Tuesday, May 12, 2009

Walking through The City of Masks

Sunset over the City of Masks

We got the letter at Café Mineur, by ordering “the special”. A scattering of old couches and scuffed tables. Vaulted stone ceiling. Pillars. Ecological juices and veggie sandwiches on the menu.

Outside, a man stopped us. Pulled us aside, into a stone gate vault. He told us we had to make a choice. We could either go on the journey outlined in the letter, and in doing so, help the Masks, and see another reality than our own, or we could ignore it all and go home. “In that case it's only a matter of time before you're picked up and taken to an institution. They come down hard on those with ABCD.”

ABCD. As in Abnormal Behavior Control Disorder. Something that has been spreading, of late. We decided to help the Masks.

The first part of the journey took us to Hornstulls Strand. Down by the water, the Mask of the Elder hung from a pillar under a bridge. It spoke to us, of the woods that used to be here, of the roots that run below the city, of the cliffs down in the water.

Another Mask was waiting for us further along the water. The Elder spoke to us again as we walked there, speaking of the hidden pathways through the city, and the cottages that would be built on the mountain once civilization as we know it is gone. Once this reality has ended.

One of many tunnels we walked through

We walked past a number of piers and boats and sheds. Among them, dozens of people moved with purpose, raking leaves, moving dead branches, airing out their equipment sheds. It felt like we had walked into a fishing village, where the villagers were preparing their boats for the summer. The city felt very far away, and all we could see was water, boats and trees.

The Mask of Dreams was hanging from a gate into the mountain. It spoke of the tunnels the gate lead to, of the doorways to industrial complexes that used to be on the outskirts of Stockholm, of the secret harbors where ships and other vessels from other realities make port.

The gateway into the Underworld. The Mask of Dreams above it.

Directly across the pathway from the Mask of Dreams, was a pier, covered in debris, with an old fishing boat tied to it. The map in the letter had marked the pier as “Madame?”. We squeezed through the gate, which was permanently fixed in a half-open position. We saw Madame. She was brilliantly white and moved gracefully across the water. She didn't speak to us, but we could feel her approval of what we were doing.

We moved on, to a series of allotment gardens that climbed up the side of the hill. Pauline spoke to us as we walked up a series of winding stairs, and cautioned us. She told us of the wartime hospital underneath Södersjukhuset, where those wishing to control this reality bring those that have come in contact with the Masks, and those that exhibit symptoms of ABCD.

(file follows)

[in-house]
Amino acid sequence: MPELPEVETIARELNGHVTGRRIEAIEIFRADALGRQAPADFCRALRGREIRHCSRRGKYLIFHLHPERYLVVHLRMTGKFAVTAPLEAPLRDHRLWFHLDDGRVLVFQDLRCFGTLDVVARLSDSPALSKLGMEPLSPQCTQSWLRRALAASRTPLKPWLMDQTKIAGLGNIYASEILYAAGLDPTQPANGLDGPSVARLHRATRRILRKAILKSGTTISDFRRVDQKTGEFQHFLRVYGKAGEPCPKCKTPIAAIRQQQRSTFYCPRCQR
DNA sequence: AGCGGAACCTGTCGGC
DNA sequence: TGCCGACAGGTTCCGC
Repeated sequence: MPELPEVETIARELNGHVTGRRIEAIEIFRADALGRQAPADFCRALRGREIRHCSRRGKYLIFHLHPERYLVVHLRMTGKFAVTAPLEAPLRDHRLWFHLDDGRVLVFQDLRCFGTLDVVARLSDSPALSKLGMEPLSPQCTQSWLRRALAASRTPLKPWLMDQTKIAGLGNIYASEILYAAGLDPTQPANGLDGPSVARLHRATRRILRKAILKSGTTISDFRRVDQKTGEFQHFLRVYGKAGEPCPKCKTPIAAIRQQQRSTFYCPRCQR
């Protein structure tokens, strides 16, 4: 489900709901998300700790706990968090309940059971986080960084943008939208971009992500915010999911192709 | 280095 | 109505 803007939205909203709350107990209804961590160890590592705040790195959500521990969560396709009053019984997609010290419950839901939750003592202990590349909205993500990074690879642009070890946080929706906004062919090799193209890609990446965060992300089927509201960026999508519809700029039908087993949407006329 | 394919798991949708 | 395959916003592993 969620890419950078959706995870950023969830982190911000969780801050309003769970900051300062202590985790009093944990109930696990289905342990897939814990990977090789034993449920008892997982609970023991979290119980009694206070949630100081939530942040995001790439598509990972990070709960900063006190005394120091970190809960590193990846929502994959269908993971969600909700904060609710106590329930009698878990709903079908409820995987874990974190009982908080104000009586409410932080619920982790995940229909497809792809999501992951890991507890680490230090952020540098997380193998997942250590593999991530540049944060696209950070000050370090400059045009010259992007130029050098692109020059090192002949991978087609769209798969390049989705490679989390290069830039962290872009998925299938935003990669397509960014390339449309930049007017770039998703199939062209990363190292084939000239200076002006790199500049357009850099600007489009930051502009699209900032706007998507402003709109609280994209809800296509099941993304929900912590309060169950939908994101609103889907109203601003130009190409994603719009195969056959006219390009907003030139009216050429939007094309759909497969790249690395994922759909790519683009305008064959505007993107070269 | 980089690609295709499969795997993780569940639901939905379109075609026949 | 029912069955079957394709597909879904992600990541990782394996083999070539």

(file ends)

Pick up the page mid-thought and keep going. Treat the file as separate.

At the top of the hill, this sign awaited us.

At the crossroads Ringvägen/Götgatan, the Veiled Dancer spoke to us. She spoke to us of how the people around us can't express their emotions because the white noise anchors them too strongly in this rigid reality. As we walked futher down the road, a young girl seated by the side of the road gave us a small metal object wrapped in cloth. A part of the Machine underneath the city. Someone else sat singing, and a young man with a gas mask hanging from his belt swept the sidewalk in front of us. We had heard of him, in the words the Masks whispered to us.

The subway took us to the next stop on our journey, to the bridge above Katarinahissen, where the Mask of the Child was waiting for us. A poster from the Board For Social Control urged us to be on the lookout for a woman that might be suffering from psychic problems. She looked eerily similar to the girl on the street with the pieces of the Machine.

The poster from the Board of Social Control.

The Child urged us to find the child within ourselves, and wanted us to look at the city in new ways. Then we walked down an alley to Södermalmstorg, and sat there as the Mask of Fire spoke to us. It wanted to shine its light through the wall that separates our reality from that of the Masks. It told us we could become someone else than the one we are. That we could act outside the conventions of society, by channeling the characters of the Masks. “Do you want to change? Do you have a choice?”, it asked, and invited us to the Carnival that will change the city.

The Mask of Fire was waiting for us underneath a bridge. A Mask of hunger, of teeth, of primal urges. It guided us further on our walk through the city. Along the water again, towards the Mask of Flow. Up the side of another hill, a staircase, a winding path. Gardens, old houses of stone and wood. Pauline spoke to us again, and invited us into her garden. She had left the city, she said, but would return one day.

In the garden, others that wanted to help the Masks had gathered. Music played. A few people danced. Others sat, talking softly, eating. In a corner the man with the gas mask stood, leaning against a tree, quiet, apart from the others. I left quickly, certain that Kerberos guards would appear at any moment, and carry the revelers away.

I dreamed of the Masks the next night. A door opened in the depths of my being. Into darkness. Into light. Things will never be the same again...

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